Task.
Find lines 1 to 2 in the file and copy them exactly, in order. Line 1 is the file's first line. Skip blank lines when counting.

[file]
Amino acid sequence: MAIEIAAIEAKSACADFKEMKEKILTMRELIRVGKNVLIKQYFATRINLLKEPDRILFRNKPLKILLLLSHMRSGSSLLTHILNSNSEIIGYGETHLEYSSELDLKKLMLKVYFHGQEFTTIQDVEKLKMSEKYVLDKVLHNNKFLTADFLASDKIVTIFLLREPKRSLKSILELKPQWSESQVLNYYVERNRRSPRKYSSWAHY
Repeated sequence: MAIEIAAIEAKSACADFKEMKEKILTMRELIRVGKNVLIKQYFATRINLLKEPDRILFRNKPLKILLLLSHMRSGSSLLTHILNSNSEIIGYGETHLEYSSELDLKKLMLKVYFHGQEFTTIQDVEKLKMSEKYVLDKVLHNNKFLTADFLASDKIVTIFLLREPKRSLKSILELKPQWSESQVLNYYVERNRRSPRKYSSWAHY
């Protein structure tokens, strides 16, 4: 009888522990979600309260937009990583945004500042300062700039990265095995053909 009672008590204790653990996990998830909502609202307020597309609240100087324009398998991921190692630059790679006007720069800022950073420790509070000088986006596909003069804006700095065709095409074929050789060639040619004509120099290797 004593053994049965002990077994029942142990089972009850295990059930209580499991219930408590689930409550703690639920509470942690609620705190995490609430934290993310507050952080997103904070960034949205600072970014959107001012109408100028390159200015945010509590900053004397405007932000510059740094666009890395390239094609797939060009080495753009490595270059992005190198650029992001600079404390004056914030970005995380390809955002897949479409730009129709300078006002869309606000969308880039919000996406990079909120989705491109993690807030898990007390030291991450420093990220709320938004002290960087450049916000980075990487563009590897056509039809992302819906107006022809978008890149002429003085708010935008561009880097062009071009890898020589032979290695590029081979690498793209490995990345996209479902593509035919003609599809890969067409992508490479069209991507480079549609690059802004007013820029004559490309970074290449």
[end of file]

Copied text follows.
Amino acid sequence: MAIEIAAIEAKSACADFKEMKEKILTMRELIRVGKNVLIKQYFATRINLLKEPDRILFRNKPLKILLLLSHMRSGSSLLTHILNSNSEIIGYGETHLEYSSELDLKKLMLKVYFHGQEFTTIQDVEKLKMSEKYVLDKVLHNNKFLTADFLASDKIVTIFLLREPKRSLKSILELKPQWSESQVLNYYVERNRRSPRKYSSWAHY
Repeated sequence: MAIEIAAIEAKSACADFKEMKEKILTMRELIRVGKNVLIKQYFATRINLLKEPDRILFRNKPLKILLLLSHMRSGSSLLTHILNSNSEIIGYGETHLEYSSELDLKKLMLKVYFHGQEFTTIQDVEKLKMSEKYVLDKVLHNNKFLTADFLASDKIVTIFLLREPKRSLKSILELKPQWSESQVLNYYVERNRRSPRKYSSWAHY